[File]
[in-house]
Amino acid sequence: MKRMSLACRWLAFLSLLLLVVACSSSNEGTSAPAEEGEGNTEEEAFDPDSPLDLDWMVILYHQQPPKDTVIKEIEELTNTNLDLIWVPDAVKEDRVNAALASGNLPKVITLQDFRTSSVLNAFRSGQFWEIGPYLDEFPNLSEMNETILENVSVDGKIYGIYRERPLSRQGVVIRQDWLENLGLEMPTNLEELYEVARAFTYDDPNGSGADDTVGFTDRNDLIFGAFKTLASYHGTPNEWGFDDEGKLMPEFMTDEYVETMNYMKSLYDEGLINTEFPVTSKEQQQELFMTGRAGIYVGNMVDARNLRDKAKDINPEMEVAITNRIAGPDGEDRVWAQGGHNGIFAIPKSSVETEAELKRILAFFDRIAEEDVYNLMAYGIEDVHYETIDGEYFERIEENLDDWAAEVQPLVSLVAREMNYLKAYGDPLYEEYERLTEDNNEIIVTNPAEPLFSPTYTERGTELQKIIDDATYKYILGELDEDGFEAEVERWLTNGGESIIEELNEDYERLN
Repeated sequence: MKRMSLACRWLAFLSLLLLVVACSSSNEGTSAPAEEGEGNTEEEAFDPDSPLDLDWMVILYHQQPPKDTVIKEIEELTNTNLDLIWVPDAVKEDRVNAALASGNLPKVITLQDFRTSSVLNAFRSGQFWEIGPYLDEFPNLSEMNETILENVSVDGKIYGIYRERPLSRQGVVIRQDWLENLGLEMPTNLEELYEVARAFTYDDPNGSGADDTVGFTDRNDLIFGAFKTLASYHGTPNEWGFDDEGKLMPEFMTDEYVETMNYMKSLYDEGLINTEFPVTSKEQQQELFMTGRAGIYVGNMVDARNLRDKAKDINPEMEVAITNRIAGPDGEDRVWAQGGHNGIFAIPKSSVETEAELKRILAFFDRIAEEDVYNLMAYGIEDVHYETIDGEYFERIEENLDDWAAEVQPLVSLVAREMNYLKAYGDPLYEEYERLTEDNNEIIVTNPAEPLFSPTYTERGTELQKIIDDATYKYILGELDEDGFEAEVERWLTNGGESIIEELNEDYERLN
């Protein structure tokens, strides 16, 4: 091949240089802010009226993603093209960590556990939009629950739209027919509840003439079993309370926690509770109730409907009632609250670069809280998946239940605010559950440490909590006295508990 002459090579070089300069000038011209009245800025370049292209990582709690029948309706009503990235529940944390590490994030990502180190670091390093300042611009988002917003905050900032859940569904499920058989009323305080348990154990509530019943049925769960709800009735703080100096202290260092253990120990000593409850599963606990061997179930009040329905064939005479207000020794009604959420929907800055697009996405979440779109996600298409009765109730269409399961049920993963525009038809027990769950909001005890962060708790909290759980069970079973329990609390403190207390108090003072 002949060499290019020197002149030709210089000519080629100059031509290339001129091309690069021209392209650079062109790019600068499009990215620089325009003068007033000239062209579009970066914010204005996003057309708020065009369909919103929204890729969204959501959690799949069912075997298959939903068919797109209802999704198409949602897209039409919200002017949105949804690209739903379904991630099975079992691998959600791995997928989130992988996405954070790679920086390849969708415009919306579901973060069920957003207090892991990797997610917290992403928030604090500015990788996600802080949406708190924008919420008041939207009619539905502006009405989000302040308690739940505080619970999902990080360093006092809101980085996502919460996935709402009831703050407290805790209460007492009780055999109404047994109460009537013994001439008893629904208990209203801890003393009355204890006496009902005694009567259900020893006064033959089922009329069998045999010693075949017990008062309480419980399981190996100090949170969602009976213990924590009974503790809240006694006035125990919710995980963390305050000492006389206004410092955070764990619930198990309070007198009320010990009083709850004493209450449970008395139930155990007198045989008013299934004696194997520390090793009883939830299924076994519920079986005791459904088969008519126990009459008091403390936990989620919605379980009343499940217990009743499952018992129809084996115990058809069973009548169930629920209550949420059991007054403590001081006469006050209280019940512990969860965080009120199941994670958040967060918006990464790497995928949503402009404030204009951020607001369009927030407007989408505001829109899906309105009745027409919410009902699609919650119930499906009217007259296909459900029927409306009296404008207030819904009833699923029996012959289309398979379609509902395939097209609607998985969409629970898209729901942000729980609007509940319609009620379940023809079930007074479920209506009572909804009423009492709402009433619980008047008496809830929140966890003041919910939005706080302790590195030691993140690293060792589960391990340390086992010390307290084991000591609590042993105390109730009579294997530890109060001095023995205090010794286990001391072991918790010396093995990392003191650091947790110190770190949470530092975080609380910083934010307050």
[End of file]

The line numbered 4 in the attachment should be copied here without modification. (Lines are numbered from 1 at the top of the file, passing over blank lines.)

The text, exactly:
């Protein structure tokens, strides 16, 4: 091949240089802010009226993603093209960590556990939009629950739209027919509840003439079993309370926690509770109730409907009632609250670069809280998946239940605010559950440490909590006295508990 002459090579070089300069000038011209009245800025370049292209990582709690029948309706009503990235529940944390590490994030990502180190670091390093300042611009988002917003905050900032859940569904499920058989009323305080348990154990509530019943049925769960709800009735703080100096202290260092253990120990000593409850599963606990061997179930009040329905064939005479207000020794009604959420929907800055697009996405979440779109996600298409009765109730269409399961049920993963525009038809027990769950909001005890962060708790909290759980069970079973329990609390403190207390108090003072 002949060499290019020197002149030709210089000519080629100059031509290339001129091309690069021209392209650079062109790019600068499009990215620089325009003068007033000239062209579009970066914010204005996003057309708020065009369909919103929204890729969204959501959690799949069912075997298959939903068919797109209802999704198409949602897209039409919200002017949105949804690209739903379904991630099975079992691998959600791995997928989130992988996405954070790679920086390849969708415009919306579901973060069920957003207090892991990797997610917290992403928030604090500015990788996600802080949406708190924008919420008041939207009619539905502006009405989000302040308690739940505080619970999902990080360093006092809101980085996502919460996935709402009831703050407290805790209460007492009780055999109404047994109460009537013994001439008893629904208990209203801890003393009355204890006496009902005694009567259900020893006064033959089922009329069998045999010693075949017990008062309480419980399981190996100090949170969602009976213990924590009974503790809240006694006035125990919710995980963390305050000492006389206004410092955070764990619930198990309070007198009320010990009083709850004493209450449970008395139930155990007198045989008013299934004696194997520390090793009883939830299924076994519920079986005791459904088969008519126990009459008091403390936990989620919605379980009343499940217990009743499952018992129809084996115990058809069973009548169930629920209550949420059991007054403590001081006469006050209280019940512990969860965080009120199941994670958040967060918006990464790497995928949503402009404030204009951020607001369009927030407007989408505001829109899906309105009745027409919410009902699609919650119930499906009217007259296909459900029927409306009296404008207030819904009833699923029996012959289309398979379609509902395939097209609607998985969409629970898209729901942000729980609007509940319609009620379940023809079930007074479920209506009572909804009423009492709402009433619980008047008496809830929140966890003041919910939005706080302790590195030691993140690293060792589960391990340390086992010390307290084991000591609590042993105390109730009579294997530890109060001095023995205090010794286990001391072991918790010396093995990392003191650091947790110190770190949470530092975080609380910083934010307050």